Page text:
The Connecticut Mental Health Center is currently in the process of making a video series titled “Recovery is…” that depicts the lives of people struggling with mental health.

In honor of CMHC’s 50th anniversary, the center has been releasing one video a month for the last year that focuses on an aspect of a person’s life that he or she believes has helped them along their road to recovery. In a two- to five-minute segment, individuals talk about how their specific passion or focus has helped to make their lives better despite their constant struggle with their health.

“We wanted to pick dimensions of people’s lives — friendship, music, creative craft like crocheting — and look at what people are doing in their lives around that,” said Kyle Pedersen, the director of the Connecticut Mental Health Center Foundation, which funded the video series. “Then, [we wanted to] see how the mental health story might weave its way in, but not start with a mental health story.”

In the videos, participants share recovery stories from a variety of mental illnesses, including but not limited to depression, alcoholism, drug addiction and schizophrenia. The people in the videos, however, focus more on their stories of finding what is important to them, which ranges from helping their community and having a dog to cooking and reading, rather than on the illness itself.

One video released in February 2016 titled “Recovery is Music” features Shenette Lopez as she talks about how learning new instruments provided her with an escape from her turbulent home life.

“I found better ways to cope by just practicing, instead of reverting back to my old ways where I struggled with a lot of self-harm,” said Lopez. “It was a way to keep myself steady and stable and not to do anything harmful. In the process, I guess music has been my coping mechanism for my illness, and two years strong haven’t done anything to myself, so I thank music a lot for that.”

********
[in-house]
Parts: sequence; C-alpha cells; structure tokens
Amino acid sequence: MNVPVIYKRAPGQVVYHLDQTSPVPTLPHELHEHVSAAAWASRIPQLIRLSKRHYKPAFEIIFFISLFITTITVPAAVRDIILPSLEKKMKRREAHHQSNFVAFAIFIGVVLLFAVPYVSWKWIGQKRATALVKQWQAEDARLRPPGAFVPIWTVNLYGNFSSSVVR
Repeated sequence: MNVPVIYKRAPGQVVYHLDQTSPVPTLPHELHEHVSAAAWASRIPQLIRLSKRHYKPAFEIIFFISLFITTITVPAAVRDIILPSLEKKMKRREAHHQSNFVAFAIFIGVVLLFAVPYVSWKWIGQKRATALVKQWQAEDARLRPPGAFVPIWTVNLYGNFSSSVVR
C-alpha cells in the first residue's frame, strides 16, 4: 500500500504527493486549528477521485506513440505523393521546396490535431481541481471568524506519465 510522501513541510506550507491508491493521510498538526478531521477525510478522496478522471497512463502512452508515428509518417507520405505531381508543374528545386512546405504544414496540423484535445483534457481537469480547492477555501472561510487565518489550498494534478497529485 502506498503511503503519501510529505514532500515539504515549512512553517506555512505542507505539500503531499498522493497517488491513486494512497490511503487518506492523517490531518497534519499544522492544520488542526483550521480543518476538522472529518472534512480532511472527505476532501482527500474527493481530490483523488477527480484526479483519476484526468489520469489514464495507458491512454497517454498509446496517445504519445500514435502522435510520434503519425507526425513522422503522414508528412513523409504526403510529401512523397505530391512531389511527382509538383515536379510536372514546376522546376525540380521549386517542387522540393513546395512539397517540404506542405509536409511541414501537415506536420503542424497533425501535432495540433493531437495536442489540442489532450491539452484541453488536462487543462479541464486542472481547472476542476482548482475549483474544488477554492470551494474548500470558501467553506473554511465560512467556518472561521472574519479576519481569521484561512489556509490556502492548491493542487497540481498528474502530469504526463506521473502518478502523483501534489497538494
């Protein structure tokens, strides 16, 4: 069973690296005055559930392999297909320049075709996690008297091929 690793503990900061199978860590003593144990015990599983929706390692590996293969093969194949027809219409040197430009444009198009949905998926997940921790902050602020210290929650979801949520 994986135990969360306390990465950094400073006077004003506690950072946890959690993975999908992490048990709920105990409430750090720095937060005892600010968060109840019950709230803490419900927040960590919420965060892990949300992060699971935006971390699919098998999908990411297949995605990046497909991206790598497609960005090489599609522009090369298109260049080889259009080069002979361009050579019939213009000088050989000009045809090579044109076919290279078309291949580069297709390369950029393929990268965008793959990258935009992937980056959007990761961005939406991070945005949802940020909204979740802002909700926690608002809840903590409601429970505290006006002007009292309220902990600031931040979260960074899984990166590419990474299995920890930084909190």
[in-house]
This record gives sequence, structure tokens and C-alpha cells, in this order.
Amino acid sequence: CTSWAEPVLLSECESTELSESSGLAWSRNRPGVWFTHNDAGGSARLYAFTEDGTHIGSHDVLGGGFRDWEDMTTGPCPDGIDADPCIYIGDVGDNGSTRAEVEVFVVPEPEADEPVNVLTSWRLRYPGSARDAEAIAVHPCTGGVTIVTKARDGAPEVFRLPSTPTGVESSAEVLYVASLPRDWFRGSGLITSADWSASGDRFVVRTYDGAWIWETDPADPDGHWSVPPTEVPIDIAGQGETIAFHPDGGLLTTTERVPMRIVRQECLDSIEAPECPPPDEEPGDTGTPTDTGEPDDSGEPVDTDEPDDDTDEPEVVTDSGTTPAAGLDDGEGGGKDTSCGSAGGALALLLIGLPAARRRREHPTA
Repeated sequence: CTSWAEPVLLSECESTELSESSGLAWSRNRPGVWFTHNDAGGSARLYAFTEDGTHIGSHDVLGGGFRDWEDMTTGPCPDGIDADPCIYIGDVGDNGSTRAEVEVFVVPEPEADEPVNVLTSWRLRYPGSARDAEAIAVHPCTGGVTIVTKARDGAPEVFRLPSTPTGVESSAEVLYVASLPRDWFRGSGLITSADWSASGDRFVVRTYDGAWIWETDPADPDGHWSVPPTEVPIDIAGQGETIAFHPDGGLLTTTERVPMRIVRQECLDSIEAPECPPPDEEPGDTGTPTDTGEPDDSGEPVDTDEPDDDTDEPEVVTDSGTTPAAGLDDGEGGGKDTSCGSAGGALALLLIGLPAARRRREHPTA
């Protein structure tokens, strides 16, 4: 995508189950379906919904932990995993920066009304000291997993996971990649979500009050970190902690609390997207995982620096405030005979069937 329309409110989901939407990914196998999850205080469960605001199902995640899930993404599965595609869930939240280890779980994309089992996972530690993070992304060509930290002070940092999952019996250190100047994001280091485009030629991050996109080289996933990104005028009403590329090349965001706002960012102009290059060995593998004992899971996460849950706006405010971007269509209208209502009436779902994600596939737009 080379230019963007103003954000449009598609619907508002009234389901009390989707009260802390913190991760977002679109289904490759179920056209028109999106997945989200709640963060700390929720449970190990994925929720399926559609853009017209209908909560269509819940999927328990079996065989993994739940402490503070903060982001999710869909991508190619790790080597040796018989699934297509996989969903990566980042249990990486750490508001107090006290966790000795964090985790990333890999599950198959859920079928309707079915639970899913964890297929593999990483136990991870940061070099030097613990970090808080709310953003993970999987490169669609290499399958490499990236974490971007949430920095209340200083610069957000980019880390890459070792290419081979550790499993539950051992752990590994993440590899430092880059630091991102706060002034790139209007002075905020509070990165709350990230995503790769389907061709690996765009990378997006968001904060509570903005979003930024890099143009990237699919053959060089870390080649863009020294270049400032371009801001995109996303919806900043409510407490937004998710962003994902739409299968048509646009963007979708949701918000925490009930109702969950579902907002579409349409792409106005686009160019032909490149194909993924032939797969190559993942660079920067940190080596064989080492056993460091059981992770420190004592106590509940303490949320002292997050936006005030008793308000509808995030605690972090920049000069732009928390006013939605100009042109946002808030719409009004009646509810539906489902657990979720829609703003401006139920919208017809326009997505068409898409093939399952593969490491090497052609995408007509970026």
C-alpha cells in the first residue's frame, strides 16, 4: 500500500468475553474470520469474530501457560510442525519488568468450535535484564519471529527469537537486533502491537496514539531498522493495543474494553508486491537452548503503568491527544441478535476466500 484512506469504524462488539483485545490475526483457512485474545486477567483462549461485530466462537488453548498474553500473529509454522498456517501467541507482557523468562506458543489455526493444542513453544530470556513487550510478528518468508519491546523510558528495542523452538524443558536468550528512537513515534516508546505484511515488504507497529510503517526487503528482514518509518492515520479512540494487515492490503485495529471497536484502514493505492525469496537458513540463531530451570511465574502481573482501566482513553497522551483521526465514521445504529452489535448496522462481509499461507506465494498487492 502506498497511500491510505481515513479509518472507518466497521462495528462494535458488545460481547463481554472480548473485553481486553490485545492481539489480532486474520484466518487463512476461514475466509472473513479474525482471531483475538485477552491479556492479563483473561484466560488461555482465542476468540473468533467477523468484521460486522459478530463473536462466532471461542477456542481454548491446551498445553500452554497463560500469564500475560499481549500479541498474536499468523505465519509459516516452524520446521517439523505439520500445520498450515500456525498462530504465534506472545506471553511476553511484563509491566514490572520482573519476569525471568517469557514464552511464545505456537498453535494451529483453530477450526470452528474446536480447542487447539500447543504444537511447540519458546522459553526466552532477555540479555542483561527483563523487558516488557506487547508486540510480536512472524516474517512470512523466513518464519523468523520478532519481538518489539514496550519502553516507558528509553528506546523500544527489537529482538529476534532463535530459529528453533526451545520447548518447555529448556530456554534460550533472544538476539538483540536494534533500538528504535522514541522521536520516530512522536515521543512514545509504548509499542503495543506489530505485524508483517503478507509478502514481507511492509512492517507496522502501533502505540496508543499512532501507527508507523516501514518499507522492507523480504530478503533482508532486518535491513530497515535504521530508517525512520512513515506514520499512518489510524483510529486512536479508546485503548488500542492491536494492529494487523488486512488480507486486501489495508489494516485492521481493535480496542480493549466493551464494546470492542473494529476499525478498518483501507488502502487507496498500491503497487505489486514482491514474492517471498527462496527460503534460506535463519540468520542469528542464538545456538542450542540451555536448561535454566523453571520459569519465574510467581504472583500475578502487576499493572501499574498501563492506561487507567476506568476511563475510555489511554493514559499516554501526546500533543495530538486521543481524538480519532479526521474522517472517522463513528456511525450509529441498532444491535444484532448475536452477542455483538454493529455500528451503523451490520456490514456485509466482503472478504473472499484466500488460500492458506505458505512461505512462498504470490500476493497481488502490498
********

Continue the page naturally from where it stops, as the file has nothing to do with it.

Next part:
The videos also included advice reminding people struggling with mental health to go get help and surround themselves with people who support their good choices, but tended not to focus on coping strategies.

Lucile Bruce, the CMHC Communications Officer and producer of the “Recovery Is…” video series, emphasized that the focus of the videos was on the lives of clients whose specific interests or hobbies helped them through their recovery.

“One thing that struck me was how people’s recovery stories came through when they were talking about other things,” said Bruce, reflecting on filming the videos. “Some of the details were especially powerful in the context of the other thing that they were talking about. For example, there’s a video on reading where we go to the library with John and … he talks about his difficulty reading because he hears voices. … That just makes it so much more real for people.”

Bruce said she is curious whether sharing actually helped the people in these videos along their road to recovery. At a CMHC family event midway through this year, several of the videos were screened, and according to Bruce, the people in the videos were really proud of what they had created.

Douglas Bloch, who runs a website and depression recovery blog called “Healing from Depression,” also creates videos to provide support to those suffering from mental illness. He said that his videos, and the ones in the “Recovery is…” series, were a great way of telling the unedited stories of what mental illnesses are really like and how, once symptoms are managed, it is still possible to live a regular life.

“Depression is like having an emotional toothache: all you can think about is the tooth, so you can’t think about anybody else or the outside world,” he said.

Finding something else to concentrate on “is a way to refocus you onto the outside world. … It distracts you from your own pain,” Bloch added.

CMHC has over 5000 clients.